Frank Frazetta, the fantasy painter and illustrator
whose images of sinewy warriors and lush vixens graced paperback
novels, album covers and comic books for decades and became something
close to the contemporary visual definition of the sword-and-sorcery
genres, died Monday after suffering a stroke the night before. He was
Frazetta had gone out to dinner with his daughters Sunday and then had a stroke at his home in Boca Grande, Fla. He died at Lee Memorial Hospital in Fort Myers, Fla., his manager Rob Pistella told The Associated Press.
"He's going to be remembered as the most renowned fantasy illustrator of the 20th century," Pistella said.
Frazetta's most famous works were in oil, but his
canvases were rarely seen in museums; instead his legacy was defined by
barbarians and warlocks who reached out to readers from book covers on
dime-store spinner racks. But, as comic books and fantasy entertainment
gained a wider audience in the 1970s and '80s, Frazetta became a brand
name and his original artwork became a sensation. Last November, one of
his pieces, a berserk battlefield image that graced a "Conan the
Conqueror" paperback, sold for $1 million to a private collector.
John Milius, the screenwriter whose credits include "Apocalypse Now," "Clear and Present Danger" and "Red Dawn,"
was the director and co-writer of "Conan the Barbarian," the 1982 film
that was based on the warrior character created by pulp writer Robert E. Howard
in 1932. Milius said Monday that it was Frazetta's muscular paintings
of Conan that defined the character for him and modern generations of
"Not that I could ever redo Frazetta on film — he
created a world and a mood that are impossible to simulate — but my
goal in 'Conan the Barbarian' was to tell a story that was shaped by
Frazetta and Wagner," Milius said.
Frazetta was born in Brooklyn, N.Y., on Feb. 9, 1928. By age 8, he was studying at the Brooklyn Academy of Fine Art. One of his key influences was Hal Foster, the great comic-strip artist whose "Tarzan" became a compass point for Frazetta's own jungle scenes.
By 16, Frazetta was working in the booming field of illustration in New York. He toiled under Al Capp
on "Li'l Abner" and on his own strip with "Johnny Comet" in the early
1950s. In comic books, he worked on "The Shining Knight" and a Western
hero called "Ghost Rider," but his fame would come with a paintbrush
and in a more sensual sector when, in the 1960s, he began painting
covers for paperbacks and magazines.
It was his covers for the "Conan" paperbacks of the
1960s, especially, that created a new overheated vision of fantasy
realms. Later in life he told an interviewer that he didn't find his
strange beasts, sullen warriors or buxom maidens in the text of the
books he fronted with his art.
"I didn't read any of it," Frazetta said. "I drew
him my way. It was really rugged. And it caught on. I didn't care about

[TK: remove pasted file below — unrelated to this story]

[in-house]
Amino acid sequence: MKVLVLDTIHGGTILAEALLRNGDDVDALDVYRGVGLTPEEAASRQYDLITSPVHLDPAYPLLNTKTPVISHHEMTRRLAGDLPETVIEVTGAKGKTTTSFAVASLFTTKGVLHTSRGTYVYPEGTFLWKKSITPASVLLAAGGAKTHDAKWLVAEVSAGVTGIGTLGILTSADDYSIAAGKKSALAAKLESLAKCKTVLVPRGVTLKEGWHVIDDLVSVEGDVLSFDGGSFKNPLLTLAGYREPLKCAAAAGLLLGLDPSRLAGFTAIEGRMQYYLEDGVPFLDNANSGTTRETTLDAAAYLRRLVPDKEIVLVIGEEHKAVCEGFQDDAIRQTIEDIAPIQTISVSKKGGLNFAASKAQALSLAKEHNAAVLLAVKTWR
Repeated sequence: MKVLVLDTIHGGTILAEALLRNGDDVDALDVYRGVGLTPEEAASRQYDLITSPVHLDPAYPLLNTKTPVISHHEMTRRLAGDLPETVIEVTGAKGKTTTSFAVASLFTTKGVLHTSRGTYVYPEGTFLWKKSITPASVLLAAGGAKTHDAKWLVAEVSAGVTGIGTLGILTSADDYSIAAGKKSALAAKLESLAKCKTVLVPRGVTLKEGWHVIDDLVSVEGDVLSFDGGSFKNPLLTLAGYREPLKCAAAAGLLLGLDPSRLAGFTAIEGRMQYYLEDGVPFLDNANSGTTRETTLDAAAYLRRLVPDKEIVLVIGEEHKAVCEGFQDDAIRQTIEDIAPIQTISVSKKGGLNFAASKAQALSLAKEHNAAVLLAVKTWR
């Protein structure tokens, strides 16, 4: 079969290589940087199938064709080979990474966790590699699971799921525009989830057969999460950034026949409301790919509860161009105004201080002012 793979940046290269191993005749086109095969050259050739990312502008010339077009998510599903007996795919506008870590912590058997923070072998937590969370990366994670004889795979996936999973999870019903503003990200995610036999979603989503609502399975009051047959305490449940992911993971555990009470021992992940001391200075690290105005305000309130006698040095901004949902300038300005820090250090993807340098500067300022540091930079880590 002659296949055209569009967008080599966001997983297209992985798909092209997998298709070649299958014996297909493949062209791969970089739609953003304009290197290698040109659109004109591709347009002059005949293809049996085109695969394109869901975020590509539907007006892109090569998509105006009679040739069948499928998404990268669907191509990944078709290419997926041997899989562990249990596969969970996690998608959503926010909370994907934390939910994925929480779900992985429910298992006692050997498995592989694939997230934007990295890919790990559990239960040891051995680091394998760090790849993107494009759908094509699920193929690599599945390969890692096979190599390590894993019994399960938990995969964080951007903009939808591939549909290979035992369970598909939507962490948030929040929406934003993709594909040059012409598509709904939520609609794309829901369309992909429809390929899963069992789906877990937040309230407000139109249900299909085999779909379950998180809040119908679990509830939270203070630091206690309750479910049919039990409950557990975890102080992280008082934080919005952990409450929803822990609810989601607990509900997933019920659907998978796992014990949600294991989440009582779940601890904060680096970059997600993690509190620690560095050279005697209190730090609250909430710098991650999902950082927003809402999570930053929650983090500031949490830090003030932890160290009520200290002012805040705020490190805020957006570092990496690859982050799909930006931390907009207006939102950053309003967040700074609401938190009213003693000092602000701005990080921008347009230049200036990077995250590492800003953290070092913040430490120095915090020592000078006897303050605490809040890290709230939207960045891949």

what people thought. People who bought the books never complained about
it. They probably didn't read them."
Perhaps, but the readers of those Conan books — as
well as the "Tarzan" and "John Carter Warlord of Mars" novels that
Frazetta famously painted covers for — said they found the words and
pictures melded with a resonant power.
Guillermo del Toro, the Oscar-nominated co-writer of
"Pan's Labyrinth," which he also directed along with the "Hellboy"
films, said that Frazetta was nothing less than "an Olympian artist
that defined fantasy art for the 20th century." The filmmaker, reached
Monday in New Zealand
where he is working on a two-film adaptation of "The Hobbit," said
Frazetta's influence is difficult to explain to people outside the
fantasy world, just as Norman Rockwell would be an elusive figure to define for someone unfamiliar with the American heartland.
"He gave the world a new pantheon of heroes," the filmmaker said by e-mail. "He took the mantle from J. Allen St. John and Joseph Clement Coll
and added blood, sweat and sexual power to their legacy .... He somehow
created a second narrative layer for every book he ever illustrated."
There were also rock album covers: Molly Hatchet, Nazareth, Yngwie Malmsteen and Wolfmother all tapped into the clanging combat and temptress imagery of Frazetta's easel.
His long, restless career took him into Hollywood
work, posters, animation, commercial art and almost every corner of
American illustration. The artist's final year had been a wrenching
one; his wife and partner, Ellie Frazetta, died last
July, setting off a dispute among the Frazetta children about the
custody of their ailing patriarch and his art collection, which by some
estimates was worth $20 million.
The quarrel reached a bizarre zenith last December when his son Alfonso "Frank Jr."
Frazetta used a backhoe to knock down a wall of a small castle-like
building that housed much of his father's premium artwork. That
building was a mini-museum that sat on the elder Frazetta's farm in the
Pocono Mountains of Pennsylvania, and the bizarre invasion led to a
criminal case, although charges were dropped during a recent settlement
among the Frazetta siblings.
Besides his son Frank, Frazetta is survived by another son, William; two daughters, Heidi Frazetta Grabin and Holly Frazetta; and 11 grandchildren.
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